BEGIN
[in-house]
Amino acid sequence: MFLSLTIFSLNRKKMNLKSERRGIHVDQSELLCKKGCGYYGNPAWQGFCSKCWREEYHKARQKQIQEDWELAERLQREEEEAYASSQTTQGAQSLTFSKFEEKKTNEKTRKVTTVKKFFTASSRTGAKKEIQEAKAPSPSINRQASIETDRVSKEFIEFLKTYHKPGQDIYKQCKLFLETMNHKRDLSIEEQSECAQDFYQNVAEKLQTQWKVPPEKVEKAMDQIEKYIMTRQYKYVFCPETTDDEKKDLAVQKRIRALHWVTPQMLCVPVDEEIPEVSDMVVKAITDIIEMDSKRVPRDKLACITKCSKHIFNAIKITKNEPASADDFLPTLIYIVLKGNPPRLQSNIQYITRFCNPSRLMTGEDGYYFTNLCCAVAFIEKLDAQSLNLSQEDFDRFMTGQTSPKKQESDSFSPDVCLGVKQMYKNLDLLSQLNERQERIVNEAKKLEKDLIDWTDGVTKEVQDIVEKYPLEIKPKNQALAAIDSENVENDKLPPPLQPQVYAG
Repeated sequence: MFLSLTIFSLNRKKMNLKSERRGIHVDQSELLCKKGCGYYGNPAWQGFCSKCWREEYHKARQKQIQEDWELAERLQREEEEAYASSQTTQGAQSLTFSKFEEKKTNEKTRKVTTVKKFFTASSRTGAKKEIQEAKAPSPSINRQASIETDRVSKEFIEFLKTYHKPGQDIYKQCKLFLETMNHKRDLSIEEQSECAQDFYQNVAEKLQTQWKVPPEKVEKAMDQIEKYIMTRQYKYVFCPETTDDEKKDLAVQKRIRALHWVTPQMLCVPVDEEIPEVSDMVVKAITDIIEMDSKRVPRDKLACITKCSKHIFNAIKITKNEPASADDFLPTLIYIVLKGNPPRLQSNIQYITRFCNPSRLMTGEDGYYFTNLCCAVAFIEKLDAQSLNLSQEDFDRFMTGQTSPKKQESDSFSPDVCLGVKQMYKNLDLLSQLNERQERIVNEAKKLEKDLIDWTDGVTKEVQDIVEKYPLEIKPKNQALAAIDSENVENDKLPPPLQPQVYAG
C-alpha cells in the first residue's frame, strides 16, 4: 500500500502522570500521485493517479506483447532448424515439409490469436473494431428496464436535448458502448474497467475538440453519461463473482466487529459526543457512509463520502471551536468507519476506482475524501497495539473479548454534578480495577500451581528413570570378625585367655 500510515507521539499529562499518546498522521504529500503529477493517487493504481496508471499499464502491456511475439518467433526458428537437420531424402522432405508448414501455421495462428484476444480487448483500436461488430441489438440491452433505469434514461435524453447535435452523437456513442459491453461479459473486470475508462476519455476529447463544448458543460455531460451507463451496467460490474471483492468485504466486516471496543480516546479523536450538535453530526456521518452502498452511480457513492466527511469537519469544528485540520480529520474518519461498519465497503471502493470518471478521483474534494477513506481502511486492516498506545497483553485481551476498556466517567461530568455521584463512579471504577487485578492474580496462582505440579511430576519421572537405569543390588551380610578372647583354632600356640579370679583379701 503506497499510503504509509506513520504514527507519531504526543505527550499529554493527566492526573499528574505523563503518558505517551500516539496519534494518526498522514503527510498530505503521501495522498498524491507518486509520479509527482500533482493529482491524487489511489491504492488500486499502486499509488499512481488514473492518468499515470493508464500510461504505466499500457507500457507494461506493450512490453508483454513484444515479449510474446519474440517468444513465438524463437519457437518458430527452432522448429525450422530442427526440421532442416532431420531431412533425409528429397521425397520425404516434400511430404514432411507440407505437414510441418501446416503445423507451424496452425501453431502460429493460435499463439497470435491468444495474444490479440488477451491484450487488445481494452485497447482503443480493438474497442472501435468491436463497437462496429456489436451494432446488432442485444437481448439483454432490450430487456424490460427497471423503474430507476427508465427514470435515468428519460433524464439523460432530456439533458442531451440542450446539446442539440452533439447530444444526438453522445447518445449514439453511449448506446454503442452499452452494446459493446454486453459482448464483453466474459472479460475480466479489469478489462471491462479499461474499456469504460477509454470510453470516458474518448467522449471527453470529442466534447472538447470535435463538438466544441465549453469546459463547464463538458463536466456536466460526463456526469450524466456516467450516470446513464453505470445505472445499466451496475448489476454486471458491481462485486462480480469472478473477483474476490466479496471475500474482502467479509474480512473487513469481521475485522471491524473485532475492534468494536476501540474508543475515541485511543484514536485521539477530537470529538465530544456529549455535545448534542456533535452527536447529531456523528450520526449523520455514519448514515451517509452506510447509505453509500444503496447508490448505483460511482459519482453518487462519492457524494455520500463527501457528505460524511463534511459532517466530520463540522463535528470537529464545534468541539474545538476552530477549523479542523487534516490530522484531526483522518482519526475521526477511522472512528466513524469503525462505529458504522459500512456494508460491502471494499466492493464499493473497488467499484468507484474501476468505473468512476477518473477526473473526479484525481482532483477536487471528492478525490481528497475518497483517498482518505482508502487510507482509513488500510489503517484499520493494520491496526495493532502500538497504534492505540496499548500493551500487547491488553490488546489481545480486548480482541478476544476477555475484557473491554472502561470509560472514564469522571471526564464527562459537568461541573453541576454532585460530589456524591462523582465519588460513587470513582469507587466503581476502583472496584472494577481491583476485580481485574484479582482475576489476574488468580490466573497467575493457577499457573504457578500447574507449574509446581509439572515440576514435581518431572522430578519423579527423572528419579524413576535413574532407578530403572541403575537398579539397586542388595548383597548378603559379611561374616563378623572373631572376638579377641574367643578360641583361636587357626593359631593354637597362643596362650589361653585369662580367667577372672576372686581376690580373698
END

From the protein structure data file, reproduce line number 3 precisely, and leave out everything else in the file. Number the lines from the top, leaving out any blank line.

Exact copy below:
Repeated sequence: MFLSLTIFSLNRKKMNLKSERRGIHVDQSELLCKKGCGYYGNPAWQGFCSKCWREEYHKARQKQIQEDWELAERLQREEEEAYASSQTTQGAQSLTFSKFEEKKTNEKTRKVTTVKKFFTASSRTGAKKEIQEAKAPSPSINRQASIETDRVSKEFIEFLKTYHKPGQDIYKQCKLFLETMNHKRDLSIEEQSECAQDFYQNVAEKLQTQWKVPPEKVEKAMDQIEKYIMTRQYKYVFCPETTDDEKKDLAVQKRIRALHWVTPQMLCVPVDEEIPEVSDMVVKAITDIIEMDSKRVPRDKLACITKCSKHIFNAIKITKNEPASADDFLPTLIYIVLKGNPPRLQSNIQYITRFCNPSRLMTGEDGYYFTNLCCAVAFIEKLDAQSLNLSQEDFDRFMTGQTSPKKQESDSFSPDVCLGVKQMYKNLDLLSQLNERQERIVNEAKKLEKDLIDWTDGVTKEVQDIVEKYPLEIKPKNQALAAIDSENVENDKLPPPLQPQVYAG